For all that, I don’t want to rake over old ground other than to draw people’s attention to the fact that the CMA was instructed by the tribunal to reopen its case against There’s no evidence that has happened in the six months since the order was made.

Whether or not that’s legal in itself, I am aware that the CMA is due to update the case in May and I trust that it will rule in favour of the consumer this time to restore the reputation of your competition authority.

Kind regards,

Dorian Harris
Founder, Skoosh

Deranged Marriages, Sanity on Trial

Next week we’ll come to the final chapter of a story crazy enough to rival Catch 22 and Alice in Wonderland.

It started with a call from the Fairest Authority in the Land (F.A.i.L), travelled across the Atlantic to the States, back across toOFC Calling Card continental Europe, and concludes next week in a court case where we’ll see the Competition Authority and the largest companies in the travel industry on trial, along with my sanity.

Jump back four years and you’ll find me sheltering by a wall in a pub car-park in Land’s End, the wind and rain sweeping in across the sea, my phone pressed tight against my ear to try and catch what these Fair people are telling me. I can just make out that they want to see me as a matter of urgency.

They would, of course. That part of the story was pre-written. I had reported industry-wide corruption, alleging a vast system of benefit cheats and arranged marriages, with lesser charges of racketeering, cannibalism and incest. There was no way this could be swept under even the deepest of legal rugs.

That night, after the warmth of a few ales dissipates, I will very nearly die of hypothermia in a sleeping bag and tent entirely unsuited to gales and driving rain, but I wake knowing that a story is coming together and it’s entering Hollywood territory.

The press were enchanted by my tale and more than one paper wanted to run it as a modern day ‘David & Goliath’. As much as I liked their enthusiasm, that wasn’t how I wanted the story pitched.

For a start, the original David wasn’t a snitch, nor did he take shelter behind an Authority with the power to whack Goliath so hard in the wallet he’d be living off food stamps for the rest of his natural born life. The journos got my point, toned down their copy, and even the less dramatic version made it to the front pages.

The middle chapters will have to wait for ‘The Book’. For now we jump forward three years. I’m sitting across the perfectly fair table, drinking perfectly fair tea, conversing with perfectly unreasonable people. They’re trying to convince me that the trio they’d investigated off the back of my complaints had put forward a compelling defence claiming they merit disability allowance on account of their being obese.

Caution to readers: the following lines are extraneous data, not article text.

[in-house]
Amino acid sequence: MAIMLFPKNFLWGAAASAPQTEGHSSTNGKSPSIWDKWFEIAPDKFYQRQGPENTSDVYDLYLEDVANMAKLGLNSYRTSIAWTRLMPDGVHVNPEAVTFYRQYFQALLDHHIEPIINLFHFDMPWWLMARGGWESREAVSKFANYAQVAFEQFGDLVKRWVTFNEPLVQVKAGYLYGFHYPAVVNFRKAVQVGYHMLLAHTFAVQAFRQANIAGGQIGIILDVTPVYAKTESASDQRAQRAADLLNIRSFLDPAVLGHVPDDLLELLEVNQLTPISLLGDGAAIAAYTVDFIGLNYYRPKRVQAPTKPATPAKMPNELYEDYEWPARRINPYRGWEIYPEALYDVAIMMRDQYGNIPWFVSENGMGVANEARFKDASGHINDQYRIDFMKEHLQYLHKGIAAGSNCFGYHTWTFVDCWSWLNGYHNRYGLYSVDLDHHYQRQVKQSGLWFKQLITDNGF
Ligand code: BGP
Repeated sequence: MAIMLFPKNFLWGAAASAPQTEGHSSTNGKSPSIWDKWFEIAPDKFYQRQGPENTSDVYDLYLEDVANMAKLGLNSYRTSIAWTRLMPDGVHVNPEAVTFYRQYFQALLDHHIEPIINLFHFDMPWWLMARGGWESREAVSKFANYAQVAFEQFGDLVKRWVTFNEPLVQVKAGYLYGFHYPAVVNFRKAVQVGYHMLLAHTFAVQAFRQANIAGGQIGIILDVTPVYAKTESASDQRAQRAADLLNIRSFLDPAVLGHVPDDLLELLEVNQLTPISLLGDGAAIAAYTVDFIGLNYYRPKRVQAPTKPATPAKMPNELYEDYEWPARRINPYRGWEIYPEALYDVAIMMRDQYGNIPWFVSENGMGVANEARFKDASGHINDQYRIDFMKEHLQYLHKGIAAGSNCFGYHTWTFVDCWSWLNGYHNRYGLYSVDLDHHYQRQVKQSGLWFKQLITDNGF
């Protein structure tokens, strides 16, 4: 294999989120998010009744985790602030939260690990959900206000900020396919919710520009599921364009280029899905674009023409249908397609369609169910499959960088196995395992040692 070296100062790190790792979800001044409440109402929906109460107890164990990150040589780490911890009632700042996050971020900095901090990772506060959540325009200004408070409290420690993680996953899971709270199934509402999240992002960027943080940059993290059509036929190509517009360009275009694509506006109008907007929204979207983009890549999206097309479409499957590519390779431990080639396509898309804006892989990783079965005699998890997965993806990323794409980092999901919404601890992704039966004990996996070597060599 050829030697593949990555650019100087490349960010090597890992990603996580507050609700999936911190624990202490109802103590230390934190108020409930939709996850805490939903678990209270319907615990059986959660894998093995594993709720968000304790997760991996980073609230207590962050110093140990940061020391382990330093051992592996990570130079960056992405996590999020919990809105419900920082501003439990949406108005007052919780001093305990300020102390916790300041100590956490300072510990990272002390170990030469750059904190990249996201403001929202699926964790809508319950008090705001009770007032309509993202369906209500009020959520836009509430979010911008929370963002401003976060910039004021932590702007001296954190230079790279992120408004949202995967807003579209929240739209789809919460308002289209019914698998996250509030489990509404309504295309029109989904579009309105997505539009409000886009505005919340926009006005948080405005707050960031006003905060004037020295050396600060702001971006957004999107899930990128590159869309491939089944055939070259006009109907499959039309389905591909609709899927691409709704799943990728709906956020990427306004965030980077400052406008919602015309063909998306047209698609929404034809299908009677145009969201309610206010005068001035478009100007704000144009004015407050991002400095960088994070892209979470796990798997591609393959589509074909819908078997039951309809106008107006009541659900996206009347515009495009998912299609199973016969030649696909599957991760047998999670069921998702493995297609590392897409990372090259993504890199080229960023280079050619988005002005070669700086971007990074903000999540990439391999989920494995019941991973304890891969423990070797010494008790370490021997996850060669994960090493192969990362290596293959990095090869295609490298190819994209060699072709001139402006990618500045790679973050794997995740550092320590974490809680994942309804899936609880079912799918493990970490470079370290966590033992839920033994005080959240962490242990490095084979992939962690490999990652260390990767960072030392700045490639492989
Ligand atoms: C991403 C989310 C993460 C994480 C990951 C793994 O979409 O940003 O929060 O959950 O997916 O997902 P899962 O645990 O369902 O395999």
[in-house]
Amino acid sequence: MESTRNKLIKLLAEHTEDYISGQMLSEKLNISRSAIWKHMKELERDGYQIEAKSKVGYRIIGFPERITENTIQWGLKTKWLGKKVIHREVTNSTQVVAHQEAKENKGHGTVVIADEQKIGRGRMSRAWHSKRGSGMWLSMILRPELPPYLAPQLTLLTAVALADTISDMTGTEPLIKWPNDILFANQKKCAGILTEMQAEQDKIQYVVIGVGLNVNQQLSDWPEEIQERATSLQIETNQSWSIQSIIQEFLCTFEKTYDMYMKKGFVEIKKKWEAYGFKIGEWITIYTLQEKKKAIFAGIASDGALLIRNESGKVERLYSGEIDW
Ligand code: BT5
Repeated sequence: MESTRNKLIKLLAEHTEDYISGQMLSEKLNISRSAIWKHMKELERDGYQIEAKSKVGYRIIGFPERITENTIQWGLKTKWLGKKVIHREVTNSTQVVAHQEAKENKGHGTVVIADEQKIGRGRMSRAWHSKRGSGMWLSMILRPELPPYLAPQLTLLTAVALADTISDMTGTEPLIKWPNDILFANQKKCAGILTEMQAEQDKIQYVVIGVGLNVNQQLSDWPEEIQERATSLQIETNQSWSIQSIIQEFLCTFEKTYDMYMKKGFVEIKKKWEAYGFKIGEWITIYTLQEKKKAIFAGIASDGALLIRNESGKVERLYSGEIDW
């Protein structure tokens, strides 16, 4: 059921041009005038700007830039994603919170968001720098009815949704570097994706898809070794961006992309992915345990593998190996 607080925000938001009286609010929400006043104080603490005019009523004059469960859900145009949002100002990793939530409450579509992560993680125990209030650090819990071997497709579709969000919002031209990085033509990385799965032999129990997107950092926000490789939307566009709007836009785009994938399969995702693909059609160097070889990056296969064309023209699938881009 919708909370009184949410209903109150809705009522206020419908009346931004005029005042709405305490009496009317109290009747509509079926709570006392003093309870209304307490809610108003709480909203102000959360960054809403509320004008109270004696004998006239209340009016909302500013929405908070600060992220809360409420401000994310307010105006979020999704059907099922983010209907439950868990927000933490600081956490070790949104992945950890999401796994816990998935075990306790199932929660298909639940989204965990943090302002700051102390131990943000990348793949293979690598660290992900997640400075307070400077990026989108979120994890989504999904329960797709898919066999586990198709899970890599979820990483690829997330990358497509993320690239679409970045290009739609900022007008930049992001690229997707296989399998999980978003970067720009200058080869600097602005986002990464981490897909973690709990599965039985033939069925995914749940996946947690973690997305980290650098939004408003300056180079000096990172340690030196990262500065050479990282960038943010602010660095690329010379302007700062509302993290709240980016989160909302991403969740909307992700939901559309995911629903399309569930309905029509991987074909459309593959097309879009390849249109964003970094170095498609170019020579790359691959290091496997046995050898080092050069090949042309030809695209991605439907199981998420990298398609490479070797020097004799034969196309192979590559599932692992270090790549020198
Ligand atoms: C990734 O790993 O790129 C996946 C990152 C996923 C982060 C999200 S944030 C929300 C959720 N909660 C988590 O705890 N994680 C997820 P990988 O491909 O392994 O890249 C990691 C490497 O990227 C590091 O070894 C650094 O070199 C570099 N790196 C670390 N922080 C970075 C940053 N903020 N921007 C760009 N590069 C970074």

I may not have put it quite so mildly but I remember proposing that the defendants shouldn’t eat so much greasy food. The Fair Office told me it was none of my business what their clients ate. ‘I’m not worried about what they eat’ I said, exasperated. ‘I’m concerned that they’re claiming benefits and they’re not even married!’.

“To the extent that no evidence has come to our attention to evidence that assertion we have no reason to question our team” came the baffling reply. Perhaps seeing my dejection they tried to soften the blow for me.

“You can get married too”.
“I don’t want to get married!”
“Well, now you can. And you can even pawn your engagement presents”.
“Do what?!”
“If you don’t want to you don’t have to. We’re just saying you can if you want to”.
“But the others aren’t married themselves. They’re just masquerading as married to get benefits. I thought you got that”.

At this point the team of fair people all rose, held hands, and sang their chorus:

Show us evidence that they’re not married.
Show us the evidence.

(Repeat, ad infinitum)

With that ridiculous tune ringing in my ears I left the Fair building, dazed and confused, and determined to walk away to preserve my sanity. I hadn’t foreseen this part of the story and I planned to write myself out of it immediately.

And I really thought I’d made it, my normal ‘Truman Show meets the Big Lebowski’ life resuming, when I was approached by another giant, a gentle one this time, who also didn’t want to get married. She asked me to join her in an appeal. I politely declined, said she didn’t need me, that my part in this story was over.

Or so I thought. Weeks later I saw that this brave lady giant was taking the Fair Authority to an even Fairer Authority still and, more remarkably, the first Fair Authority was being defended by the original ’3 Goliaths’. This was truly horrible. It was like I’d summoned up the courage to shop the three biggest bullies in the school only to find the teacher I’d reported them to in bed with them.

This was a new and unexpected twist which I couldn’t ignore so I was back in, supported by a remarkable team of barristers and lawyers, all kindly assisting me without cost. Together we dredge through the legal detritus which has been building up all these years and for the first time in a while I’m feeling supported and optimistic.